JS, History, 1838–1856, vol. B-1, created 1 Oct. 1843–24 Feb. 1845; handwriting of and ; 297 pages, plus 10 pages of addenda; CHL. This is the second volume of a six-volume manuscript history of the church. This second volume covers the period from 1 Sept. 1834 to 2 Nov. 1838; the subsequent four volumes, labeled C-1 through F-1, continue through 8 Aug. 1844.
This document, volume B-1, is the second of the six volumes of the “Manuscript History of the Church.” The collection was compiled over the span of seventeen years, 1838 to 1856. The narrative in volume B-1 begins with the entry for 1 September 1834, just after the conclusion of the Camp of Israel (later called Zion’s Camp), and continues to 2 November 1838, when JS was interned as a prisoner of war at , Missouri. For a fuller discussion of the entire six-volume work, see the general introduction to the history.
, serving as JS’s “private secretary and historian,” completed the account of JS’s history contained in volume A-1 in August 1843. It covered the period from JS’s birth in 1805 through the aftermath of the Camp of Israel in August 1834. When work resumed on the history on 1 October 1843, Richards started a new volume, eventually designated B-1.
At the time of JS’s death in June 1844, the account had been advanced to 5 August 1838, on page 812 of volume B-1. ’s poor health led to the curtailment of work on B-1 for several months, until 11 December 1844. On that date, Richards and , assisted by , resumed gathering the records and reports needed to draft the history. Richards then composed and drafted roughed-out notes while Thomas Bullock compiled the text of the history and inscribed it in B-1. They completed their work on the volume on or about 24 February 1845. Richards, Willmer Benson, and Jonathan Grimshaw later added ten pages of “Addenda,” which provided notes, extensive revisions, or additional text to be inserted in the original manuscript where indicated.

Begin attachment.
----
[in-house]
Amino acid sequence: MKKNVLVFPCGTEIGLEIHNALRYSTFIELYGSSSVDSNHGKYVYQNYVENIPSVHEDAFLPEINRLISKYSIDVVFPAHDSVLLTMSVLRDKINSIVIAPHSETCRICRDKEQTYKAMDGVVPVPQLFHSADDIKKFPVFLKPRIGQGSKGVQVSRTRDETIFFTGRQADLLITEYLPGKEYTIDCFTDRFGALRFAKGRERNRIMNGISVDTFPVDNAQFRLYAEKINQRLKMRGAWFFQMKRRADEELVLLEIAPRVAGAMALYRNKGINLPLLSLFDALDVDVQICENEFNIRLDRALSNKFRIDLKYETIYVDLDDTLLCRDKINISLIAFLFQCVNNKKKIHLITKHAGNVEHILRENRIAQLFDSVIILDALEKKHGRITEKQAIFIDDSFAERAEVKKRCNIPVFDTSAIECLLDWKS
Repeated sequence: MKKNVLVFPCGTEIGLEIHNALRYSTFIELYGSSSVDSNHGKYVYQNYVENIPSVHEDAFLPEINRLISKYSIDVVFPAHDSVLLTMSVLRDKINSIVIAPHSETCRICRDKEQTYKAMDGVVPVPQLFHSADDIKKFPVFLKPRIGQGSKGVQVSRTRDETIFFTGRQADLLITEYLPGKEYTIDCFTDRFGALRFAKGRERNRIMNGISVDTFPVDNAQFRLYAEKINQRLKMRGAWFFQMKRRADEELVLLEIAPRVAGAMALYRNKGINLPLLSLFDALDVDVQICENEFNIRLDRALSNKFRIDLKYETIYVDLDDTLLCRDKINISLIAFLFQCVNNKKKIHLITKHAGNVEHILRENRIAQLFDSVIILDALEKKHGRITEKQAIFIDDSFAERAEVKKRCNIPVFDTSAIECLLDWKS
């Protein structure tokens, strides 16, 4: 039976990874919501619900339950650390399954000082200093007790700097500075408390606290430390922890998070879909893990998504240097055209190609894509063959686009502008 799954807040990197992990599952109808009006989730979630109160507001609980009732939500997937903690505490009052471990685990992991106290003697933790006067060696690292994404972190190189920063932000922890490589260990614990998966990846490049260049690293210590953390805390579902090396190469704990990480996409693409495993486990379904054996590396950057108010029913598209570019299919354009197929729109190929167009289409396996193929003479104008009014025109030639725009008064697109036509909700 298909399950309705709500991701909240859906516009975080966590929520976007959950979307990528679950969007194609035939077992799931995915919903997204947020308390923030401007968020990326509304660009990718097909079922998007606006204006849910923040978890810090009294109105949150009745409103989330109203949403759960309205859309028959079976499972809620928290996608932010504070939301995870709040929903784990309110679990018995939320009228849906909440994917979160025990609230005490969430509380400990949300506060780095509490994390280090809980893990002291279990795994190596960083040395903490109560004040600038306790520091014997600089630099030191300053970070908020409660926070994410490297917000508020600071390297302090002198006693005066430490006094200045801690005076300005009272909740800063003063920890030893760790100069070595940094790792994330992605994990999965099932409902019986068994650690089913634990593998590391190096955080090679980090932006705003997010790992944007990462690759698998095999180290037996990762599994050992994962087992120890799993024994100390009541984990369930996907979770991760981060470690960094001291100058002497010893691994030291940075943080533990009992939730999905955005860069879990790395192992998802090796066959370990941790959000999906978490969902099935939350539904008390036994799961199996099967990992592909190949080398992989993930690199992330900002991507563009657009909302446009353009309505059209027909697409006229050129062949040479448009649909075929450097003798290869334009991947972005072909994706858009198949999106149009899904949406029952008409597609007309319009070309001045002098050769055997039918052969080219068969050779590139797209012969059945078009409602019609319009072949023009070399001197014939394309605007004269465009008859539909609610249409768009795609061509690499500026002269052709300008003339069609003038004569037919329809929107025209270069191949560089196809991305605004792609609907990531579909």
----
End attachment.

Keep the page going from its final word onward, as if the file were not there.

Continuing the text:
Though JS did not dictate or revise any of the text recorded in B-1, and chose to maintain the first-person, chronological narrative format established in A-1 as if JS were the author. They drew from a variety of primary and secondary sources including JS’s diaries and letters, minutes of meetings, the first edition of the Doctrine and Covenants, church and other periodicals, reports of JS’s discourses, and the reminiscences and recollections of church members. As was the case with A-1, after JS’s death, , , , and others modified and corrected the manuscript as they reviewed material before its eventual publication.
Beginning in March 1842 the church’s Nauvoo periodical, the Times and Seasons, began publishing the narrative as the “History of Joseph Smith.” It was also published in England in the church periodical the Millennial Star beginning in June 1842. Once a press was established in Utah and the Deseret News began publication, the “History of Joseph Smith” once more appeared in print in serialized form. Beginning with the November 1851 issue, the narrative picked up where the Times and Seasons had left off over five years earlier.